Scatter plots are an essential tool for visualizing relationships between two continuous variables. They are particularly useful when exploring patterns, trends, and correlations. In this guide, we will walk through the steps of creating a scatter plot in Tableau, explain when and why to use them, and dive into the different types of correlations.

**What is a Scatter Plot?**

A **scatter plot** visually displays the relationship between two continuous measures. It uses dots to represent data points, where:

**X-axis**: Represents one measure (e.g., Sales).**Y-axis**: Represents another measure (e.g., Profit).**Dots**: Represent individual data points based on these two measures.

Scatter plots help us identify potential **correlations** between the variables, revealing insights into how they influence each other.

**When to Use Scatter Plots?**

Scatter plots are ideal when:

You want to observe the relationship between

**two numerical measures**(e.g., Sales and Profit).You need to detect any

**patterns**,**outliers**, or**correlations**.You aim to identify

**clusters**or**groupings**of data points.

Scatter plots require at least two continuous measures, but you can add more details by categorizing your data (e.g., by Product Category or Sub-category).

**Example: Creating a Scatter Plot in Tableau**

**Objective**: Visualize the relationship between **Sales** and **Profit** for different product categories and sub-categories.

**Steps:**

**Place "Profit" on Columns**:Drag the Profit measure to the

**Columns**shelf.**Place "Sales" on Rows**:Drag the Sales measure to the

**Rows**shelf.

**Add "Category" to Color**:Drag the Category dimension to the

**Color**shelf. This will differentiate the dots by product categories.

**Add "Sub-category" to Detail**:Drag the Sub-category dimension to the

**Detail**shelf. This will break down the scatter plot by sub-categories, showing each one as an individual point.

**Add Trend Lines**:Go to the top menu and select

**Analysis**→**Trend Lines**→**Show Trend Lines**. Tableau will add a trend line to the plot, helping to indicate the relationship between the two variables.

**Understanding Correlations in Scatter Plots**

Once the scatter plot is generated, we can observe the **correlation** between Sales and Profit by analyzing the trend line and the distribution of data points.

**Types of Correlations:**

**Positive Correlation**:**Definition**: As one variable increases, the other variable also increases.**In the Scatter Plot**: The points form an upward slope from left to right. A positive trend line shows that higher**Sales**are associated with higher**Profits**.**Key Indicator**: If the points align closely to a 45-degree line, this indicates a**strong positive correlation**with a correlation value of**1**.**Example**: if a product's sales increase, the profit typically grows in proportion, signifying a positive correlation.

**Negative Correlation**:**Definition**: As one variable increases, the other variable decreases.**In the Scatter Plot**: Dots will have a downward slope from left to right. A**negative trend line**shows that higher Sales may be linked with lower Profits.**Example**: In some cases, you might observe that increasing Sales results in lower Profit margins, indicating a negative relationship.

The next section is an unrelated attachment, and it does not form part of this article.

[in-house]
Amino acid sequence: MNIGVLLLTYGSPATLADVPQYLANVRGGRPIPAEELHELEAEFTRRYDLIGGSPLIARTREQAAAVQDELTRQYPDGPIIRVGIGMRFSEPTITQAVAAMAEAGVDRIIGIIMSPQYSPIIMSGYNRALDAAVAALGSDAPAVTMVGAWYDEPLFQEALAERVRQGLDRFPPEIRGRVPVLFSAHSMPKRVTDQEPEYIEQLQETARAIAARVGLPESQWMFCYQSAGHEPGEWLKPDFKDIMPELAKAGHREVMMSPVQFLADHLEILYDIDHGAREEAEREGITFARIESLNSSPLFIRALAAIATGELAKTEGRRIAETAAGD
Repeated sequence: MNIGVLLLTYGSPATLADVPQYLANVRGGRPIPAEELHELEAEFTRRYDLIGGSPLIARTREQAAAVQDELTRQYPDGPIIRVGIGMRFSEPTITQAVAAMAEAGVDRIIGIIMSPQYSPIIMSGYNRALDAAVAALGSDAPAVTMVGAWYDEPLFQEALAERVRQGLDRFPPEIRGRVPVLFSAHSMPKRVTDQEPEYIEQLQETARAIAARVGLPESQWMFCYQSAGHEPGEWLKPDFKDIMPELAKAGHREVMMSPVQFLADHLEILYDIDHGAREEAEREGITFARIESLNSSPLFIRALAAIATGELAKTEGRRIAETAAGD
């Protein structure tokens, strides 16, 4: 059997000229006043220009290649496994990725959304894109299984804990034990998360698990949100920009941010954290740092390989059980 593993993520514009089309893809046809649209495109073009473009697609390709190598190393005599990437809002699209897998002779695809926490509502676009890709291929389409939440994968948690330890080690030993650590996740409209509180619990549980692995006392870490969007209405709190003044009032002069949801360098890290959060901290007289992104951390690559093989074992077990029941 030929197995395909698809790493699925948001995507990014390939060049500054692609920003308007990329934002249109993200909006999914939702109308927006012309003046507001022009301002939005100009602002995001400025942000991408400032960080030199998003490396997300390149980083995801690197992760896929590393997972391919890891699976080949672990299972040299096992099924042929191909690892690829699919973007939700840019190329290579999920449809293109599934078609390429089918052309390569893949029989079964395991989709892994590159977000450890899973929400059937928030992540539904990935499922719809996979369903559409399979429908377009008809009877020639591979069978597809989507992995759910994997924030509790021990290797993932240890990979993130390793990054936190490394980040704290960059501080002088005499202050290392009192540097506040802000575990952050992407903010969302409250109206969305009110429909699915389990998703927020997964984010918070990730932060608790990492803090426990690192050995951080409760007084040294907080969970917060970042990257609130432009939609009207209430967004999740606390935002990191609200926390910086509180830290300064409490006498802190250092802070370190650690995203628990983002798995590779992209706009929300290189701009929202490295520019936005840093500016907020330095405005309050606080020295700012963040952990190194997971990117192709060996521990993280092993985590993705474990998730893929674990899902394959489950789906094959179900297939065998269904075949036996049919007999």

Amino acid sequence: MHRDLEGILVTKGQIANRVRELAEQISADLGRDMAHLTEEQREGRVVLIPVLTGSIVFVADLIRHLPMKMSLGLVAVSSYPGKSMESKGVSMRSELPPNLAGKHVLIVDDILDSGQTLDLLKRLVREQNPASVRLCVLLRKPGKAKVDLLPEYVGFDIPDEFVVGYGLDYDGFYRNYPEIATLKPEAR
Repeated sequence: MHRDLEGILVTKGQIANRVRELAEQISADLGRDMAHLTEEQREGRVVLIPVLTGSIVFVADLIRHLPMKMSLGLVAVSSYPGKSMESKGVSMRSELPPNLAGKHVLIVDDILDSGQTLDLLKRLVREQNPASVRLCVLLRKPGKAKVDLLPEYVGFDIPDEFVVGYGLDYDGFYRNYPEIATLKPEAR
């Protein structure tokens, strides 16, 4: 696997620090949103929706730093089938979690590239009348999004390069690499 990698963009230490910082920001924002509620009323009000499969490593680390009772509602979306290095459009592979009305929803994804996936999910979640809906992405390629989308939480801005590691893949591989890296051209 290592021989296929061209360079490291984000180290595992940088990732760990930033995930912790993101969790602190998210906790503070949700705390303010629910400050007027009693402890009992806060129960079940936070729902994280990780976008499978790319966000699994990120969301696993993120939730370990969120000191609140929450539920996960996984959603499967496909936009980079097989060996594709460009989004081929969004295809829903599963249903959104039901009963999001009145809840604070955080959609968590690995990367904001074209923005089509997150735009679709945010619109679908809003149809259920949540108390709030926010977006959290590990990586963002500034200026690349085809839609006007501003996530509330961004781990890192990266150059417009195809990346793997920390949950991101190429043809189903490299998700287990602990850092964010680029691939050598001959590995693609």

**Zero or No Correlation**:**Definition**: No clear relationship between the two variables.**In the Scatter Plot**: The points will appear scattered with no distinct pattern, and the trend line will be flat or near flat. This lack of pattern indicates that changes in one variable do not predict changes in the other.**Key Indicator**: Horizontal and vertical lines suggest zero correlation. This means that the trend line does not slope upward or downward and is essentially horizontal.**Example**: If there is no consistent relationship between**Sales**and**Profit**, the scatter plot will show points scattered randomly, and the trend line will reflect this lack of correlation.

**Interpreting Scatter Plots**

Scatter plots allow us to visually interpret data. A positive or negative trend can help guide decision-making, especially when you want to:

**Increase profitability**: If you see a positive correlation, focusing on high-sales sub-categories might boost profits.**Improve underperforming categories**: A negative correlation might indicate areas where high sales are not translating into higher profits, suggesting inefficiencies.

Outliers in scatter plots are also critical for identifying specific sub-categories that don’t follow the general trend. These points may require further investigation.

**Key Considerations for Using Scatter Plots:**

**Two Continuous Measures**: Scatter plots are best suited for visualizing the relationship between two continuous variables, such as Sales and Profit. If you're comparing only dimensions (e.g., product categories), another chart type may be more appropriate.**Categorical Groupings**: You can add categorical dimensions, like Category or Sub-category, to**Color**or**Detail**to differentiate the points further. This helps in identifying patterns across different groups.**Trend Lines**: Adding trend lines enhances the scatter plot by clearly showing whether the relationship is positive, negative, or nonexistent.

Scatter plots are a powerful tool for exploring the relationships between continuous measures. By visualizing how two variables interact and detecting trends or outliers, you can uncover valuable insights into your data. For sales and profitability analysis, a scatter plot in Tableau is a quick and effective way to identify which categories or sub-categories are performing well and which need attention.

With clear, actionable data visualizations, scatter plots enable data-driven decisions that maximize impact across your business.

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